Evaluating Structural Components in Extracted Content with the tika-eval Module

NOTE: This page assumes basic knowledge of the tika-eval workflow. Please see TikaEval and make sure that you understand how the tika-eval modules works on text before considering structure.


File formats often contain structural or stylistic elements, and Apache Tika attempts to normalize and represent some of these features in its XHTML output. As of Tika 1.20, users can get counts of common XHTML tags (in Profile mode) and/or comparison counts of common XHTML tags (in Compare mode). Users can also count "tag exceptions" -- cases where the structure tags violate XML/XHTML requirements, e.g. <b><i></b></i>.

Known Limitations

1) Simply counting structure tags offers only a rudimentary insight into the structure of a single extract or as a comparison between two extracts of the same source file. One might want to apply a more advanced tree-based similarity/distance metric between two extracts -- our JIRA is open and committers are standing by.

2) If one one tool's extracts have more <p> elements than do another tool's that doesn't necessarily tell you that one extract is better than another.

3) The tika-eval module is currently using TagSoup on *.html files. TagSoup is designed to silently fix structural problems in the HTML so no exceptions will likely be thrown for non-compliant HTML. We may alter this behavior in the future.

Tool A would have more <p> tags, but Tool B is probably capturing better information about the structure of the document.

Intended Uses and Scope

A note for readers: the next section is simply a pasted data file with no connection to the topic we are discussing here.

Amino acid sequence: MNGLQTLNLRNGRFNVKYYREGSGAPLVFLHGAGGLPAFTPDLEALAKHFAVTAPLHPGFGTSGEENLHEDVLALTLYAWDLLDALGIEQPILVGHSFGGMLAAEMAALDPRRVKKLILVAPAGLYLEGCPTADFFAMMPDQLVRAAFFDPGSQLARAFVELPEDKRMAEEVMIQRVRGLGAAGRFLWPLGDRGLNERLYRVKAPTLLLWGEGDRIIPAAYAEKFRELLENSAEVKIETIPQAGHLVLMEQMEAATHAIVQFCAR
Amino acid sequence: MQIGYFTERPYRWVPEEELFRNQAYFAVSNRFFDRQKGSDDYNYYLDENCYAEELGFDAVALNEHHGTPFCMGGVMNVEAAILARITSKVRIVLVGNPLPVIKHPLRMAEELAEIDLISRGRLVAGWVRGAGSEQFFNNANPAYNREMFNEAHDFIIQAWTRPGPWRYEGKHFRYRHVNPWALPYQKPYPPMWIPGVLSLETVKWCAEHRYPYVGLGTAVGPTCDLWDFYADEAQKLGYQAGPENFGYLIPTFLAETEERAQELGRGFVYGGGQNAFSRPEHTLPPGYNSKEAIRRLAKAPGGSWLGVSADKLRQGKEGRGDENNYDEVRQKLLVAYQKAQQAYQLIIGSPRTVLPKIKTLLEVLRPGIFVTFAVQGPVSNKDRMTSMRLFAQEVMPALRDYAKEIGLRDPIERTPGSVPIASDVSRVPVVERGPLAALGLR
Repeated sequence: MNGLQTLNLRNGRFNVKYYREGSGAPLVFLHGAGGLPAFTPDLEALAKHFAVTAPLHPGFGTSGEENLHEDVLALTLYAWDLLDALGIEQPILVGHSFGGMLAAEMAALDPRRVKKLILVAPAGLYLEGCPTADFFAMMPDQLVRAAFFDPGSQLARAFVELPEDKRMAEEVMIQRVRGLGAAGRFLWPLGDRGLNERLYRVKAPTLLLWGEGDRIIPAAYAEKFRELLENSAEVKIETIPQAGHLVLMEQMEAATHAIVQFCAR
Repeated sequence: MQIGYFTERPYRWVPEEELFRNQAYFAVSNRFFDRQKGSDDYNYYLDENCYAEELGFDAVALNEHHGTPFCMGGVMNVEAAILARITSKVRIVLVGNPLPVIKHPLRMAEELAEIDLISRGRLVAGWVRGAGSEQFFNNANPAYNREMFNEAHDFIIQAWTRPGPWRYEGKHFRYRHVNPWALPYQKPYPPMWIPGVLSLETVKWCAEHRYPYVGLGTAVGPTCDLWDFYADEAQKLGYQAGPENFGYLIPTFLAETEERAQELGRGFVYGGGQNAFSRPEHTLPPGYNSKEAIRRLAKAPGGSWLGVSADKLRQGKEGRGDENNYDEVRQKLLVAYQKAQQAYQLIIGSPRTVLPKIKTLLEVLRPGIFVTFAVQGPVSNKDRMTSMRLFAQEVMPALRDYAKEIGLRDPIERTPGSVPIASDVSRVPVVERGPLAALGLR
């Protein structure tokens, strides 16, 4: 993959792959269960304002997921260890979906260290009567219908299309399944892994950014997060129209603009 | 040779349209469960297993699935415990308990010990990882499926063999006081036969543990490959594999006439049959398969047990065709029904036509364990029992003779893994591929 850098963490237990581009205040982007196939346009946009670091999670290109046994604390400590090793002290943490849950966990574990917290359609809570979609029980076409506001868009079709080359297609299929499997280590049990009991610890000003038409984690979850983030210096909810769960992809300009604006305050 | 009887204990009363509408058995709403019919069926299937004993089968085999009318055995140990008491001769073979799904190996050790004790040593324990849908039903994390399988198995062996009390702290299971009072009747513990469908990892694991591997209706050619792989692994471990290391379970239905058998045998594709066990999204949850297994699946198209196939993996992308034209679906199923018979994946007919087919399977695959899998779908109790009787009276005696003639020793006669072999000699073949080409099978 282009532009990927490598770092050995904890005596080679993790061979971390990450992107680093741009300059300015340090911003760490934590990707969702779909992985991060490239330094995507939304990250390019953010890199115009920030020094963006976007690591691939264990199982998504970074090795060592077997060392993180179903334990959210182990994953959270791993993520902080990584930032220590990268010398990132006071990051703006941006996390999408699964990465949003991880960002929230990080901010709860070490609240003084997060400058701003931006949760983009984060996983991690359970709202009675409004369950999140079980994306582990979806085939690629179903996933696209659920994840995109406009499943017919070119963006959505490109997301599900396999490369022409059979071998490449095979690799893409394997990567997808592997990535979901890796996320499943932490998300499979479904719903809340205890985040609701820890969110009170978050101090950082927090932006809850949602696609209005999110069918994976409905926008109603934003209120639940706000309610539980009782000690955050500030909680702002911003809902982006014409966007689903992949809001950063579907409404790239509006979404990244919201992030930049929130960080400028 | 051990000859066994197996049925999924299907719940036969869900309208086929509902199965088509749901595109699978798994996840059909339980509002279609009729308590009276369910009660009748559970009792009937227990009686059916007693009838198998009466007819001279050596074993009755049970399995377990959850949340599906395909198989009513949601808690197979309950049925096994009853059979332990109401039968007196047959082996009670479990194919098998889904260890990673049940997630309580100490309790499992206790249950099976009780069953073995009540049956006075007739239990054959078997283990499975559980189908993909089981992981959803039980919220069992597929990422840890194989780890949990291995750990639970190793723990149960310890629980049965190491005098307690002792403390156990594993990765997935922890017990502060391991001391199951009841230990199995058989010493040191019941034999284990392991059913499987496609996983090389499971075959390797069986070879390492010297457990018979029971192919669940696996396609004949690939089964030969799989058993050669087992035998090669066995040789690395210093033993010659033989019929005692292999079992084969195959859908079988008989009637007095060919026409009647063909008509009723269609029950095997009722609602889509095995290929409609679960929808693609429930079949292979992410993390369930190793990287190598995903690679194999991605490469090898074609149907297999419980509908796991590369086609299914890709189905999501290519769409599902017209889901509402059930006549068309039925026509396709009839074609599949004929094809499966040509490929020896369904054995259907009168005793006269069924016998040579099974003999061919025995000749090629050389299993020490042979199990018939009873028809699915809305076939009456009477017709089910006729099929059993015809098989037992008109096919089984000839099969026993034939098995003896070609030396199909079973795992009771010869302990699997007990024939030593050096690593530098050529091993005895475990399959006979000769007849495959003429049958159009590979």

While there are obvious limitations, the tag capability will allow users to identify:

How to Count Structural Components

If you are using Tika to generate .json files, follow the directions on TikaEval for how to create a directory of extracts, but don't include the -t option: java -jar tika-app.X.Y.jar -J -i input_dir -o extracts. This has the effect of storing the content that is extracted as XHTML, and it sets a metadata value of ToXMLContentHandler for the key X-TIKA:content_handler. When tika-eval finds that value set in the metadata, it parses the XHTML with a SAXParser to count the structure tags and extract the text.

Included Tags

As of Tika 1.21, the tika-eval module includes the following structural components:

NOTE: For most parsers, aside from the HTML parser, Tika injects the file's "title" metadata component into the <title> tag. For example, if the "title" metadata element in a PDF is "Tika 2.0 -- NextGen Extraction", that will be injected into the XHTML as both a metadata item dc:title, and in the content within <title> tags. The HTML parser passes through the source HTML page's <title> contents.

Given how much Tika relies on <div> tags, we may at some point want to include the class information so that we can tell instantly if there's a change in e.g. <div class="slide-notes"> elements.

For now, we've chosen not to include the <h*> tags because, while the HTML parser passes those through, the other parsers do not tend to generate header tags.


While we added structural component extraction in Tika 1.20, we only added report writing in 1.21-SNAPSHOT. Users of Tika 1.20 can use the H2 database directly for reporting, generate their own reports via a custom XML reporting config file or use the updated report configuration files from 1.21-SNAPSHOT available: for profile mode and for comparison mode.

Profile Mode

As of Tika 1.21-SNAPSHOT, there are reports for:

Comparison Mode

As of Tika 1.21-SNAPSHOT, there are reports for:

TikaEvalAndStructuralComponents (last edited 2019-01-11 17:09:44 by TimothyAllison)